Is It Fake News To Write A Report On A Forum That I Did Not Attend? 

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Dr George Elliott Clarke, Professor of English, University of Toronto
Dr George Elliott Clarke, Professor of English, University of Toronto

Is it fake news to write a report on an event that I did not attend?  I Googled that question and found no clear, definitive answer, so here goes!

Like many Academicians the snow, sleet and ice have kept me away from workshops and events like the February 27 Forum.  Snow and traffic reports scared me so I departed Knox right after the Iran workshop.

I had volunteered to be a Roving Reporter for the February 27 Forum, The Rap, Reading African Canadian Experiences via Poetry, with Dr. George Elliott Clarke.  Prior to volunteering I knew nothing of Dr. Clarke.  This is not unusual for my experiences at the Academy; I seem to discover regularly ‘new’ things, events, people, and ideas.  My preparation included by reviewing Dr. Clarke’s resume [e.g. Canadian Parliamentary Poet Laureate, U of T Professor, recipient of the Governor General’s Literary Award], a few of his poems, and interviews with him.   Africadia is Clarke’s name for that place wherein dwells the Black Experience in Nova Scotia: at times a real place, at times a “myth making place because of the heroism and resourcefulness of the Africadian people…who triumphed and survived enslavement by inventing their own church, their own form of English, their own salt spray…and culture” [Senate Interview. Meet GEC. Feb. 2016].  In 2018, Clarke described poets as the most dangerous intellectuals.  It would be interesting to hear Dr. Clarke’s thoughts on Kendrick Lamar being awarded the 2019 Pulitzer Prize for Music for “DAMN”.  Fellow Academicians, if you’re curious, Google that one.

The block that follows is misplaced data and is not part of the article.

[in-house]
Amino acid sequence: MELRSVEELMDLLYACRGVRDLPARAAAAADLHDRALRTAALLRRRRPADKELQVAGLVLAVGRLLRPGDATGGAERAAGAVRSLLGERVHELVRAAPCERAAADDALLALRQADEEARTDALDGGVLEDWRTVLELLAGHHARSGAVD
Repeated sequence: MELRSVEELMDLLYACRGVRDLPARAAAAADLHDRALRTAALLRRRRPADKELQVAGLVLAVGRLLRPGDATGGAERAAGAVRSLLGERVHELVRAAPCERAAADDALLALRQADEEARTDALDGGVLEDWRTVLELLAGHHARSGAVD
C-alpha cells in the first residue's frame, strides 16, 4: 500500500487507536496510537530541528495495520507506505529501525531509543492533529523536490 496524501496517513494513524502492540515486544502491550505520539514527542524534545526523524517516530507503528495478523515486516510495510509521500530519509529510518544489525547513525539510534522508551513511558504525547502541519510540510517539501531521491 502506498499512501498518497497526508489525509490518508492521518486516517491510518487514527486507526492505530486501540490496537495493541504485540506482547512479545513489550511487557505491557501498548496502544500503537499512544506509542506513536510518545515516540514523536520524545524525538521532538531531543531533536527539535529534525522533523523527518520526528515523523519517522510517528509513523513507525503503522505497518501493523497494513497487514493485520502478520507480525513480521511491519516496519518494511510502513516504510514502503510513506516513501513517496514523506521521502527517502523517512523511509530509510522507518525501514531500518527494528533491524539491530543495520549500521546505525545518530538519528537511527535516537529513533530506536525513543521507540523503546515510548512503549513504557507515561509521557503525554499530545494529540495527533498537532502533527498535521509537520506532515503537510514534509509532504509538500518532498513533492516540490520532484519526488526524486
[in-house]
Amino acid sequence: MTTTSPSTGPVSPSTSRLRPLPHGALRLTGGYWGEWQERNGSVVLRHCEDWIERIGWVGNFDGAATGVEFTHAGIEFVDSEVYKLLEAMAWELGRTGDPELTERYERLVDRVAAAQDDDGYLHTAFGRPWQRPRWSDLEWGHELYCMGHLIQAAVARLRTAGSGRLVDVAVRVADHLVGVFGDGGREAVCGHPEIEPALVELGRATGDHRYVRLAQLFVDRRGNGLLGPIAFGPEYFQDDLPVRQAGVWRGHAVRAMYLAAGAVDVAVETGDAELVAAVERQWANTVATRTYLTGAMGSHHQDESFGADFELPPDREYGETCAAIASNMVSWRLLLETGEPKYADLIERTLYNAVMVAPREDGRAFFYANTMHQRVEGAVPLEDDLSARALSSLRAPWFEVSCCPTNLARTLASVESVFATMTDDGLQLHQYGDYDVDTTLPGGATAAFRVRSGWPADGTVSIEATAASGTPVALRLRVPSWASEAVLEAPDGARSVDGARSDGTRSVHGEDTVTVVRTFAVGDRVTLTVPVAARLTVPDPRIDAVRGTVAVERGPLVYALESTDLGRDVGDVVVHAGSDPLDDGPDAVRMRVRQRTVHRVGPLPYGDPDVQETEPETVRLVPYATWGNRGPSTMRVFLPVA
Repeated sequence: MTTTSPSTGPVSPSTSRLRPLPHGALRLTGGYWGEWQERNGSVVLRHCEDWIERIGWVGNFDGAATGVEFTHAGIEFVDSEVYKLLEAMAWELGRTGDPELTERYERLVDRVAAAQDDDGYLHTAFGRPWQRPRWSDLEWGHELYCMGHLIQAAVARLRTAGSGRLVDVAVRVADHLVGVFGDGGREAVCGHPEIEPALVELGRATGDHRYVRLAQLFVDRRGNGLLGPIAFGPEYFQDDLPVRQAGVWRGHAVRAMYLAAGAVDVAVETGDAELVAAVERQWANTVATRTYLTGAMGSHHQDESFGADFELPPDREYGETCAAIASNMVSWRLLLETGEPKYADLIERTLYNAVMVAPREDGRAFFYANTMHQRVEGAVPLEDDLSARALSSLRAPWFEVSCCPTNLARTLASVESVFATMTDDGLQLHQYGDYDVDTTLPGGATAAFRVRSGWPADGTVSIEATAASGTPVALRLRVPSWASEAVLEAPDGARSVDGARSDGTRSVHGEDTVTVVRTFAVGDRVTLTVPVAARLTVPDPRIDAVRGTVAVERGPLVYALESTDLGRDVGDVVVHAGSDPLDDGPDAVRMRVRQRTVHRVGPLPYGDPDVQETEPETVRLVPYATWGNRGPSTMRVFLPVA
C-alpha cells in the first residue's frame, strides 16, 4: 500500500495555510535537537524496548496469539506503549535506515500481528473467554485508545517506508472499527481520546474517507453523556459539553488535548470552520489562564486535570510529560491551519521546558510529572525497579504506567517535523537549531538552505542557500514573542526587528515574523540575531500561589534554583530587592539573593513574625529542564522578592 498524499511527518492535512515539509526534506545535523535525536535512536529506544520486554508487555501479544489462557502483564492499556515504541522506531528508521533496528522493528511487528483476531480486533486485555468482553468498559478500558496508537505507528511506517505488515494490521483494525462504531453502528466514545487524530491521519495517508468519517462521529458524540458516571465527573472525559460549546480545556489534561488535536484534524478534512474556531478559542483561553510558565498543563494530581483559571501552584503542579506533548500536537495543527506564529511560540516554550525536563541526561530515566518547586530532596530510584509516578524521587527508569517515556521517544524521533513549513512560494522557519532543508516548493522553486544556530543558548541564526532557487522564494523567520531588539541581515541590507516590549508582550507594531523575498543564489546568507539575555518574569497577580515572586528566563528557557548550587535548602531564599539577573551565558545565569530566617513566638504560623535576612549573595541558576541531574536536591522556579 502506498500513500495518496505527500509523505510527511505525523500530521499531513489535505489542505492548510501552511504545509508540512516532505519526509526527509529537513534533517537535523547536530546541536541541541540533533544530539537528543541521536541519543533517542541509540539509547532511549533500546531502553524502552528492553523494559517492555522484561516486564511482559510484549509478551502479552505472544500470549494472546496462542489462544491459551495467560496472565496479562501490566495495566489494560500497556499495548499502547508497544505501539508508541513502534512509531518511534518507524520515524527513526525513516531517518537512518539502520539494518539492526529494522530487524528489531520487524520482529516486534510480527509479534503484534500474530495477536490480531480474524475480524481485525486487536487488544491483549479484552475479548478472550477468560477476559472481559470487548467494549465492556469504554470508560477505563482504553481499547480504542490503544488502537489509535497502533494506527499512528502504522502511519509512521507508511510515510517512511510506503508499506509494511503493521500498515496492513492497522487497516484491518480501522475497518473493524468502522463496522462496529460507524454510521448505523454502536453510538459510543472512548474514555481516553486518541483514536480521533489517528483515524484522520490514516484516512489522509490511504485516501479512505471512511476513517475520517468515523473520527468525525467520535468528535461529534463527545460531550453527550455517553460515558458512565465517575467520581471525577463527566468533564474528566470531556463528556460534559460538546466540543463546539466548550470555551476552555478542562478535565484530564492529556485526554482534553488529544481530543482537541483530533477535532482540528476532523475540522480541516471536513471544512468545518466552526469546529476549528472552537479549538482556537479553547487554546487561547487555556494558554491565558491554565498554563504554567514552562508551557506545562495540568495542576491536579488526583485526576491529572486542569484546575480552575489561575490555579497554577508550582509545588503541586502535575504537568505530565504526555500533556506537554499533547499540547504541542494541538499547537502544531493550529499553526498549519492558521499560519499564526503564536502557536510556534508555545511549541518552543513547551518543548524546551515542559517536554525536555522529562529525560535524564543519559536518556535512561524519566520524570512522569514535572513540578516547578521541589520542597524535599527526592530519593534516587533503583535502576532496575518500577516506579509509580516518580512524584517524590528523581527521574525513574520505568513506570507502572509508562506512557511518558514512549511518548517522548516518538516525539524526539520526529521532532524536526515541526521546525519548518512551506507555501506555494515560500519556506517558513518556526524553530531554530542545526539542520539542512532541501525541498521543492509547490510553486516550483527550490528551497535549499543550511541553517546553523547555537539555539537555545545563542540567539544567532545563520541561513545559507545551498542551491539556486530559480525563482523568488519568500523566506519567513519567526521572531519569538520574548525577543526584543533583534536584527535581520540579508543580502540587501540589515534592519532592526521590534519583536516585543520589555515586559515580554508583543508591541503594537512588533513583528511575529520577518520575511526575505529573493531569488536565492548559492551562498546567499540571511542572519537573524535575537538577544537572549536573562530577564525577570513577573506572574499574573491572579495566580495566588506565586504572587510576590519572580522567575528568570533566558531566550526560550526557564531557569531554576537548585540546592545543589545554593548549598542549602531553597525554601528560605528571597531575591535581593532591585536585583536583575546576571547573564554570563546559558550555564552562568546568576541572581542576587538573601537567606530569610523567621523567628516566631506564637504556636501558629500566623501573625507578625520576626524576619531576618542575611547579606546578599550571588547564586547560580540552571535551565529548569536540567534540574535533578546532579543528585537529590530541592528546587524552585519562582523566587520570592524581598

Submitted by Roving Reporter  Patti Stoll